kurkulThe final ten minutes of the film are perhaps the most interesting, offering revealing dialogue between Terekhov and Zhilov, an indictment of corrupt officials, and a resolution to the conflict rooted in the rule of law. This recalls the scene in Brother 2 in which Danila confronts the corrupt American businessman, demanding an answer to the question of where power lies (“v chem sila”). For Danila, the answer, “in the truth” (“v pravde”), serves as his guiding heroic mantra. While holding the vice-mayor captive at gun point, Terekhov challenges Zhilov with questions about the root of power and the law. Zhilov tells him, “I am power, I am the law,” while Terekhov, referring to the gun shoved the vice-mayor’s face notes, “here is the power…it is here in my hands.” Ultimately, both men are wrong as the answer once again proves to be “v pravde.” The standoff ends when Masha and Andrei sprint to the scene waving a document that offers indisputable proof that Terekhov is, in fact, the rightful owner of his farm. The allusion to Brat illustrates that the type of strong-arm politics/resistance adopted by Zhilov and Terekhov that dominated the 1990s has no place in modern Russia, but that the belief in truth as the ultimate defender against corruption is still a heroic, prevailing value of the country.

The resolution of the film delivers a distinctly rosier and more optimistic portrayal of Russian government corruption than is put forth in Zviagintsev’s film or is heard in the voices of protestors ringing throughout the country demanding government transparency and accountability. In his review of Leviathan, Julian Graffy describes the film as a portrayal of the symbiotic and corrupt relationship between civic authority, police and the judicial system. Kurkul counters that narrative by casting the police and judiciary as independent, moral authorities willing to stand up to the corrupt provincial mayor, insisting that the rule of law prevails. If in Leviathan the young lawyer from the capital is sucked into the local chaos, this film illustrates the victory of idealism as Andrei saves the day, restores order in the unruly provinces and lives happily ever after with Masha. Kurkul’s made-for-television simplicity, mediocre acting and saccharine optimism might well deliver a message of hope to the millions of viewers engaged in their own local battles with bureaucracy, but it lacks grounding in a well-worn reality which very rarely allows justice for the average Russian to prevail over those entrenched in power.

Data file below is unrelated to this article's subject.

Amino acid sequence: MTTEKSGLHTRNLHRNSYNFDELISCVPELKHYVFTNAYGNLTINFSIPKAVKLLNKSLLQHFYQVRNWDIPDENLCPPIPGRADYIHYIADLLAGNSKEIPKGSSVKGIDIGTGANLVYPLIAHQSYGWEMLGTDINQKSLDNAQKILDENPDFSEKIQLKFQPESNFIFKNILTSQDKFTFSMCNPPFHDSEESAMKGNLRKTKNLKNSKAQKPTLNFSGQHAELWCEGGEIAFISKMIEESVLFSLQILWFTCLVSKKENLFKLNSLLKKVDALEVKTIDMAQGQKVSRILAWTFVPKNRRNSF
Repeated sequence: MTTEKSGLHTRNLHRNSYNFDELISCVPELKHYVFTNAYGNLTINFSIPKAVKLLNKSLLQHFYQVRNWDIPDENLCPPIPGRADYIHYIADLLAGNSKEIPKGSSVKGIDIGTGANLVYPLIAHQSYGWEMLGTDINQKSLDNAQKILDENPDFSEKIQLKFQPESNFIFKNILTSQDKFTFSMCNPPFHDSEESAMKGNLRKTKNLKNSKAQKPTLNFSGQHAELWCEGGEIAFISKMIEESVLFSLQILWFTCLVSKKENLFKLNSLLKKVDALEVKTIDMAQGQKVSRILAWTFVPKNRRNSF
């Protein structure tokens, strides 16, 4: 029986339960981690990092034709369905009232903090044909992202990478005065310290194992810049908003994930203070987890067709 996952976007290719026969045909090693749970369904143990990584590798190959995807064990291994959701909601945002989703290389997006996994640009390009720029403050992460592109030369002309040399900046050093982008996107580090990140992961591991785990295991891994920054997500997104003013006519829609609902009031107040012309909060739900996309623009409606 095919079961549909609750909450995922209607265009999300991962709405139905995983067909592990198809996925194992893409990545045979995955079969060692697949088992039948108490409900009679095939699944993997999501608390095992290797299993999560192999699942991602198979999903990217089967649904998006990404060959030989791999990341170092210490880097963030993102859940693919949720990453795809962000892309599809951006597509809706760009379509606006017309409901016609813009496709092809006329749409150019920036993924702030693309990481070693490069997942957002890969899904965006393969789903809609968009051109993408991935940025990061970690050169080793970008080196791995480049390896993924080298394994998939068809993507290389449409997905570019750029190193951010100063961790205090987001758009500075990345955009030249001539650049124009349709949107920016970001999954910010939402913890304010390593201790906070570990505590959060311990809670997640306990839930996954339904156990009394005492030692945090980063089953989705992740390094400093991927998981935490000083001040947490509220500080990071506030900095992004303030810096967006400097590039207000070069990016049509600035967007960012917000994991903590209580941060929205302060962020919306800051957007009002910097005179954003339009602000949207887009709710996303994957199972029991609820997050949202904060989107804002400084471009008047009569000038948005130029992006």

Emily Schuckman-Matthews
San Diego State University

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Works Cited

Graffy, Julian. 2015. “Leviathan,” KinoKultura 48.

Kurkul, Russia, 2016
NTV, 2 series at 50 minutes
Director: Ekaterina Shagalova
Screenplay: Leonid Mazor, Aleksei Bezenkov
DoP: Aleksandr Demidov
Production Design: Igor’ Shirokov
Composers: Igor’ Krestovskii, Velimir Rusakov
Cast: Aleksandr Feklistov, Aleksei Kravchenko, Nataliia Vdovina, Anastasiia Shumilkina, Danil Steklov, Nikita Tezin,
Producer: Nelli Iaralova

Ekaterina Shagalova: Kurkul (Kurkul’, 2016)

reviewed by Emily Schuckman Matthews© 2017

Updated: 2017